A set of drawings by Douris on an Athenian red-figure cup from Vulci in Etruria (490-480 B.C.) The deeds of Theseus are shown to rival the deeds of Herakles, the Athenian hero to be equal to the Dorian demigod. Herakles is a tough, mature man, Theseus is boyish, but he overcommen. Copy by Diana Webber, 2015.
Thetis and Nereids conveying armour across the sea to Achilles at Troy. Thetis is seated on a hippocamp; the Nereid on a dolphin. Between them is Eros. From a vase in the British Museum. Copy by Diana Webber, 2015.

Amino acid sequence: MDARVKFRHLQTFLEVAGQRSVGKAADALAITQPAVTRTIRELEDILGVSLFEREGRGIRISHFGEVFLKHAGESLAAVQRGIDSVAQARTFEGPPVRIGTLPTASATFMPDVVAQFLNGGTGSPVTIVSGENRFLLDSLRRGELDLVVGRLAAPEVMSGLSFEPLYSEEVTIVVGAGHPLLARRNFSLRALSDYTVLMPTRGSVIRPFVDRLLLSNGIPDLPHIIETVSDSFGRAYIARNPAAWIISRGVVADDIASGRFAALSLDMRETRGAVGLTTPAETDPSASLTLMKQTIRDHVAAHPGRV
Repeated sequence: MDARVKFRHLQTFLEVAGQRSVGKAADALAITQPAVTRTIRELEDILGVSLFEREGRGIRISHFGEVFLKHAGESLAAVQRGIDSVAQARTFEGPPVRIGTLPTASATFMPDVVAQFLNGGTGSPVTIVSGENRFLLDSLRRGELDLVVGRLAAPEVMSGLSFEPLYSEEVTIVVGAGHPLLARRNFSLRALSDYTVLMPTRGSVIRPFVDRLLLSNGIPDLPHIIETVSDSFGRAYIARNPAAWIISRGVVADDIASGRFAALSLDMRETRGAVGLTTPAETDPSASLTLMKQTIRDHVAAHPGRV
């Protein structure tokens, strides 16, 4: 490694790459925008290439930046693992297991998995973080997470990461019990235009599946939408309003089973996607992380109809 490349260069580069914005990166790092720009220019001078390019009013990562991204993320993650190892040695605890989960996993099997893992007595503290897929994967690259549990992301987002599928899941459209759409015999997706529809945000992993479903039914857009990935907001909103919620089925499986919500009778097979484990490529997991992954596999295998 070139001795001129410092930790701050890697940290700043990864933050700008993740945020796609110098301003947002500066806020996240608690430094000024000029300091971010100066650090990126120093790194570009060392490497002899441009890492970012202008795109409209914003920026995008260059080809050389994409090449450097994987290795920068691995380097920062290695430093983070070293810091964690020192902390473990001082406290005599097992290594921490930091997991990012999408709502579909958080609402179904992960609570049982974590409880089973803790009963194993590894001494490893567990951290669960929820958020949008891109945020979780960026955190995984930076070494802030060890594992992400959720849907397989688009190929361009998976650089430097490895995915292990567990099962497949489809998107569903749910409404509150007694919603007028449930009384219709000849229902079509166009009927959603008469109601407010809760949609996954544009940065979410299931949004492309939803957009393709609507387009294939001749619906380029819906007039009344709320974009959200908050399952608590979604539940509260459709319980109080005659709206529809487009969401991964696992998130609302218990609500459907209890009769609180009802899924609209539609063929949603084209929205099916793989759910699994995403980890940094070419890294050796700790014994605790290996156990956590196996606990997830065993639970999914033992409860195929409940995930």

Thesus carrying off Helen. His friend Potroclus on the left. At the death of his father, Thesus became King of Attica and endowed his people with wise institutions. He united them in a single group, built a communal prytantium in Athens, divided the citizens into three classes, erected temples and instituted the Panatheneae. At the same time, he continued his wandering life of adventure. He accompanied Hercules on an expedition against the Amazons, took part in hunting the wild boar of Calydon and sailed with the Argonauts. Copy by Diana Webber, 2015.